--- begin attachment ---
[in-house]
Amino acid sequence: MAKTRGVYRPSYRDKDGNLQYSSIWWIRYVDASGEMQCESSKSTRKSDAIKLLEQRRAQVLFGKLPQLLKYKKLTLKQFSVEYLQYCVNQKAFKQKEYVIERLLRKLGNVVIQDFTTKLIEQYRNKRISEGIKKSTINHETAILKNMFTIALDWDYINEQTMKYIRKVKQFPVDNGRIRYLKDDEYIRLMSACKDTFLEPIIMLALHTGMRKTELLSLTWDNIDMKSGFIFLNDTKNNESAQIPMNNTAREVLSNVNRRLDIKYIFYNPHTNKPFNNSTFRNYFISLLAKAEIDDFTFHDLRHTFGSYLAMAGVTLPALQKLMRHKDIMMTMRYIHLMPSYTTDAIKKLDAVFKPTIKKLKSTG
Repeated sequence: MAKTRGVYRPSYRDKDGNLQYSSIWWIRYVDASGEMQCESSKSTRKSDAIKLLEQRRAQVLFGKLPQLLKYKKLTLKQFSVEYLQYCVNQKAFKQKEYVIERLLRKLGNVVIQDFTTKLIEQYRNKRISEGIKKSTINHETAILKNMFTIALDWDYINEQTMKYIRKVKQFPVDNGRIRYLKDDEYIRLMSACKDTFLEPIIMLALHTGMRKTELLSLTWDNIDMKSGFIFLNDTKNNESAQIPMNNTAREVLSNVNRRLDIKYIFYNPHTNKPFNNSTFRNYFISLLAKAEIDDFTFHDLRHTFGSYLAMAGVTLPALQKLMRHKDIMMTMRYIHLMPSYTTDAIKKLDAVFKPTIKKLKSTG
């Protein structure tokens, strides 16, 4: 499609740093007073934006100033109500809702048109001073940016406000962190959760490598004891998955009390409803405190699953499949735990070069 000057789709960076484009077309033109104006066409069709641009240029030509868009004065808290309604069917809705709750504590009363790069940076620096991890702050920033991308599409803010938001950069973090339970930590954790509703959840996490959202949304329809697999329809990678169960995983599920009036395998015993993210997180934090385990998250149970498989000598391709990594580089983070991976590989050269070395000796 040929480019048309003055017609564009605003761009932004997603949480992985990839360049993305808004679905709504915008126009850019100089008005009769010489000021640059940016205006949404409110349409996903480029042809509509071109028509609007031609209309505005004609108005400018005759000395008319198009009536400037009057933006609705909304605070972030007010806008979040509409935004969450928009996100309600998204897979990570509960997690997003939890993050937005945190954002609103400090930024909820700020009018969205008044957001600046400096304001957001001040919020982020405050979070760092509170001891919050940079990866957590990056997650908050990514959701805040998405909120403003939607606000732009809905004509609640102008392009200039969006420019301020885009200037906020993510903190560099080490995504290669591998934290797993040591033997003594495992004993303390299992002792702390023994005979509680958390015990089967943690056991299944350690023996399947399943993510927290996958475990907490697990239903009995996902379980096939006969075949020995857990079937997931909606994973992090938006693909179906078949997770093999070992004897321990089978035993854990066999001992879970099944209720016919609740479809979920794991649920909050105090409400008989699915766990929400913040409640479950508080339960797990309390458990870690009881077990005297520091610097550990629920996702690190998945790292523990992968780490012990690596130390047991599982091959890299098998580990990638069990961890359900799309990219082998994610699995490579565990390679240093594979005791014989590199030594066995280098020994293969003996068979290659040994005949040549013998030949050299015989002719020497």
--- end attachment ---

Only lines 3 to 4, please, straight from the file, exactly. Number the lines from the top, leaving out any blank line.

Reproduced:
Repeated sequence: MAKTRGVYRPSYRDKDGNLQYSSIWWIRYVDASGEMQCESSKSTRKSDAIKLLEQRRAQVLFGKLPQLLKYKKLTLKQFSVEYLQYCVNQKAFKQKEYVIERLLRKLGNVVIQDFTTKLIEQYRNKRISEGIKKSTINHETAILKNMFTIALDWDYINEQTMKYIRKVKQFPVDNGRIRYLKDDEYIRLMSACKDTFLEPIIMLALHTGMRKTELLSLTWDNIDMKSGFIFLNDTKNNESAQIPMNNTAREVLSNVNRRLDIKYIFYNPHTNKPFNNSTFRNYFISLLAKAEIDDFTFHDLRHTFGSYLAMAGVTLPALQKLMRHKDIMMTMRYIHLMPSYTTDAIKKLDAVFKPTIKKLKSTG
């Protein structure tokens, strides 16, 4: 499609740093007073934006100033109500809702048109001073940016406000962190959760490598004891998955009390409803405190699953499949735990070069 000057789709960076484009077309033109104006066409069709641009240029030509868009004065808290309604069917809705709750504590009363790069940076620096991890702050920033991308599409803010938001950069973090339970930590954790509703959840996490959202949304329809697999329809990678169960995983599920009036395998015993993210997180934090385990998250149970498989000598391709990594580089983070991976590989050269070395000796 040929480019048309003055017609564009605003761009932004997603949480992985990839360049993305808004679905709504915008126009850019100089008005009769010489000021640059940016205006949404409110349409996903480029042809509509071109028509609007031609209309505005004609108005400018005759000395008319198009009536400037009057933006609705909304605070972030007010806008979040509409935004969450928009996100309600998204897979990570509960997690997003939890993050937005945190954002609103400090930024909820700020009018969205008044957001600046400096304001957001001040919020982020405050979070760092509170001891919050940079990866957590990056997650908050990514959701805040998405909120403003939607606000732009809905004509609640102008392009200039969006420019301020885009200037906020993510903190560099080490995504290669591998934290797993040591033997003594495992004993303390299992002792702390023994005979509680958390015990089967943690056991299944350690023996399947399943993510927290996958475990907490697990239903009995996902379980096939006969075949020995857990079937997931909606994973992090938006693909179906078949997770093999070992004897321990089978035993854990066999001992879970099944209720016919609740479809979920794991649920909050105090409400008989699915766990929400913040409640479950508080339960797990309390458990870690009881077990005297520091610097550990629920996702690190998945790292523990992968780490012990690596130390047991599982091959890299098998580990990638069990961890359900799309990219082998994610699995490579565990390679240093594979005791014989590199030594066995280098020994293969003996068979290659040994005949040549013998030949050299015989002719020497």